Businesses need to reinvent themselves, say experts

Businesses need to reinvent themselves, say experts
Sam Barnett, CEO of MBC Group, said the challenge for large corporates is to keep on reinventing themselves.

dubai - Alumni Leaders Forum focused on digitisation and disruptive innovation



by

Rohma Sadaqat

Published: Wed 21 Sep 2016, 6:44 PM

Last updated: Wed 21 Sep 2016, 8:48 PM

Not only should businesses today be adaptive and agile, but they must also be ready to reinvent themselves according to the needs of the hour, experts at the Insead Alumni Leaders Forum noted.

With a focus on digitisation and disruptive innovation, the forum brought together over 200 alumni from top business schools, key government officials and prominent business leaders.

"Insead is one of the top business schools in Dubai. We have approximately 600 alumni in Dubai and around 900 in the UAE. Events such as this give us the opportunity to bring in the expertise of our alumni and get a feel of not only the economy but also the various sectors that our alumni are active in," said Sam Barnett, CEO of MBC Group and Insead alumnus.

"If you look at the life cycle of a company, you will find that many of them don't last for more than a decade, and that there are very few companies in the world today that are over a hundred years old. The challenge is to keep on reinventing yourself," he said in an interview. "If you look at MBC, we have a very strong TV business, but we have put a lot of effort into developing Shahid.net - our streaming and video on demand [VoD]. During Ramadan this year, we had 21 million unique users, which makes us one of the biggest VoD platforms in the UAE. In a way, we have disrupted ourselves, and I think that the question to be asked here is, do organisations have the confidence to go and disrupt themselves before someone comes along and does it for them?"

Barnett also noted that young graduates and entrepreneurs today bring many things to the work environment, however, so does experience. What organisations need is balance and diversity. "You need young minds that are passionate and question things, but you also need the wisdom and experience that a senior official brings when it comes to how organisations are run and how they function. Also, it is not always about the funky new technology; many times it is about spotting an opportunity to do something better for other people."

Elias Aad, senior project manager at Roland Berger Middle East and another Insead alumnus, stressed that it is important to demystify the hype around entrepreneurship and innovation, particularly in today's Vuca (volatile, uncertain, complex and ambiguous) world. Many people today, he said, don't focus on the relationship between the two terms, which is important for individuals and corporates to succeed at it.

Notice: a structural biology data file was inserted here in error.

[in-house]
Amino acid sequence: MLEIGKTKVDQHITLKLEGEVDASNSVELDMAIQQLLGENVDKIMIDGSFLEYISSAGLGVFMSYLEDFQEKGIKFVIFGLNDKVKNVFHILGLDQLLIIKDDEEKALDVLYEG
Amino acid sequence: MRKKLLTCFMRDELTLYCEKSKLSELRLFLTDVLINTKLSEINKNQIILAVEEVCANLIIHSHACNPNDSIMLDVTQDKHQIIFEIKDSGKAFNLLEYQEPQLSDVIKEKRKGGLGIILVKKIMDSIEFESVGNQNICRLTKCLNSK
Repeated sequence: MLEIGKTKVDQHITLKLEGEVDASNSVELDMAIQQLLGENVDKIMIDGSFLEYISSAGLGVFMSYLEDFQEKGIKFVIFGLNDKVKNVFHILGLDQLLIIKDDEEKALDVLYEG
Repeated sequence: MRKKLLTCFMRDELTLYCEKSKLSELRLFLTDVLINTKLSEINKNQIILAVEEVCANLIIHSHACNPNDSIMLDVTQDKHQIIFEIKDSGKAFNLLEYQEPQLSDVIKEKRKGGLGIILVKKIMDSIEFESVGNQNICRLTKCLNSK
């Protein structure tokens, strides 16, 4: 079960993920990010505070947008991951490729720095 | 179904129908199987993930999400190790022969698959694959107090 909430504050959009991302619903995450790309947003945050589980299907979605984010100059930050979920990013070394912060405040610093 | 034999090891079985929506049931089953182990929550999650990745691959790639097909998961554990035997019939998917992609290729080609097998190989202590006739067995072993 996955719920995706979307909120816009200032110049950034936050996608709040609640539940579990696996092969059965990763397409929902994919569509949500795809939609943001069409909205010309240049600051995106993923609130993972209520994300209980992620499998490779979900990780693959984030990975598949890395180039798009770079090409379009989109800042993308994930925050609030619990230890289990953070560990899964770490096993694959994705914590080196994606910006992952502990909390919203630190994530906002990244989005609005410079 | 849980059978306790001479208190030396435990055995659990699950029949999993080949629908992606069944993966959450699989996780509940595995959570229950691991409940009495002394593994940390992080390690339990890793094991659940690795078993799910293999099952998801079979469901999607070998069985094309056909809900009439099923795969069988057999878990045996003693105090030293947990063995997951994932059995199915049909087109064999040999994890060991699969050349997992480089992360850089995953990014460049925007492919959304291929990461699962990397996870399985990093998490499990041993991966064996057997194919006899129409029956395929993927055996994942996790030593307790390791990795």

"Corporates claim to be very good at innovation and you will often see them putting large sums of money into R&D, yet only a small fraction of them manage to innovate. On the other hand, you see entrepreneurs that replicate existing business, but struggle to survive. You have to understand what is missing in both these scenarios. At this forum, we aim to demystify what is happening and to add value to the community, to the alumni and to our businesses," he said.

Aad also noted that corporates today are so busy with their business-as-usual bureaucracies and processes that they are often not agile enough to approach a situation. Start-ups on the other hand are much more agile and work to achieve a minimum viable product (MVP). Once they have an MVP, they immediately move on to testing it and with the results of those tests start refining that product. Corporates fail in this because they are too focused on the process, and by the time they have that product, they might not find it to be relevant anymore. The key for businesses today, he said, is to be very agile, adaptive and predictive.

- rohma@khaleejtimes.com

Elias Aad, senior project manager at Roland Berger Middle East, said it is important to demystify the hype around entrepreneurship and innovation.
Elias Aad, senior project manager at Roland Berger Middle East, said it is important to demystify the hype around entrepreneurship and innovation.

More news from Business
In-store shopping regains trust

Business

In-store shopping regains trust

What is happening now is that as Covid-19 cases continue to decline, residents are regaining confidence in in-store shopping. This is according to a Kearney study in which UAE respondents cite convenience (51 per cent), enhanced shopping experience (49 per cent) and competitive pricing (44 per cent) as the main motivators driving them back to brick and mortar stores

Business5 days ago